Biotron provides update on preliminary analyses of data from BIT225 clinical trial

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Biotron has announced preliminary analyses of data from the BIT225-010 Phase 2 clinical trial of its lead antiviral drug BIT225.

The company said the data provide confirmation and extension of the results of previous trials in people infected with HIV-1.

The double-blind placebo-controlled Phase 2 trial was designed to characterise the effect of BIT225 added to a standard of care antiretroviral therapy (cART - dolutegravir, tenofovir disproxil fumarate and emtricitabine) in twenty-seven treatment naïve people infected with HIV-1.

Study participants were followed for one month following 24 weeks of BIT225 or placebo dosing. All individuals continued on cART as per standard treatment guidelines post-study.

The trial's primary objectives were to evaluate the safety, efficacy and impact of BIT225 administered with cART on selected inflammatory and immune markers.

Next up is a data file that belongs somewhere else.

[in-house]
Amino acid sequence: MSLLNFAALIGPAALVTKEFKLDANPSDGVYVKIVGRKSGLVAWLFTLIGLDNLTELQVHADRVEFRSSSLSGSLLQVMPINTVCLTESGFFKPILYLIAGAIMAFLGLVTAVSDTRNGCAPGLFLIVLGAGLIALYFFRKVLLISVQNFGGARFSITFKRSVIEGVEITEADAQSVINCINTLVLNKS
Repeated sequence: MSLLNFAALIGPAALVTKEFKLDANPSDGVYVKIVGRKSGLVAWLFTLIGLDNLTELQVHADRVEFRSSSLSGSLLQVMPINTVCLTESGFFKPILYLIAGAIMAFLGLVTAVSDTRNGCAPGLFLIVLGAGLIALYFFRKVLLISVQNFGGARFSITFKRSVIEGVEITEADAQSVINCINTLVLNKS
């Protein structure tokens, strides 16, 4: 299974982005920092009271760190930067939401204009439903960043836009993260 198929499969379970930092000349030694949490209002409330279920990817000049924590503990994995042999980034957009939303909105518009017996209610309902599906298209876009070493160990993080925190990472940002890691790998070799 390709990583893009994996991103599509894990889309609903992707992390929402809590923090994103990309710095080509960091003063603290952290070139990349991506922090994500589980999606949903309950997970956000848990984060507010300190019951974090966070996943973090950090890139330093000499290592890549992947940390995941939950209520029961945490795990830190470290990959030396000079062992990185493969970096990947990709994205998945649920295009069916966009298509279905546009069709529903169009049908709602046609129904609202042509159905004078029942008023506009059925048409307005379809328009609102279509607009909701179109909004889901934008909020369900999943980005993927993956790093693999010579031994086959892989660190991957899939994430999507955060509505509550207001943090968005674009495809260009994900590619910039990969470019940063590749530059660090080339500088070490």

Biotron said the preliminary safety data analysis has shown that BIT225 is safe and generally well tolerated. The efficacy of BIT225 was determined by assessing plasma viral loads and changes to blood immune cell populations. The company said the HIV-1 plasma viral load data for the BIT225-010 trial suggests that adding BIT225 to cART results in a more rapid reduction in plasma virus levels during the second phase of viral decay, compared to cART alone. Preliminary analyses of blood immune cell populations also showed changes in specific immune cell populations in the BIT225 group compared to cART alone.

Biotron managing director Dr Michelle Miller said, "The positive outcomes from this trial further our understanding of BIT225. The blood (plasma) viral load data in particular should be highlighted, as it suggests that BIT225 is having an impact on a critical phase of viral decay when latent reservoirs are established. Current cART is efficient at rapidly and durably reducing virus levels in the blood, but this does not translate into clearance of latent reservoirs. The observed changes to immune markers and cells further the results from the previous 009 trial and suggest the utility of targeting viroporins as a new class of antiviral drugs.

"The results reported here are preliminary, and ongoing analysis of the BIT225-010 study, as well as its companion study, BIT225-011 in HIV-1 chronically infected individuals, will be reported when complete.

"We would like to thank the principal investigators, trial sites, CROs, and most importantly, the trial participants who enrolled in the study.”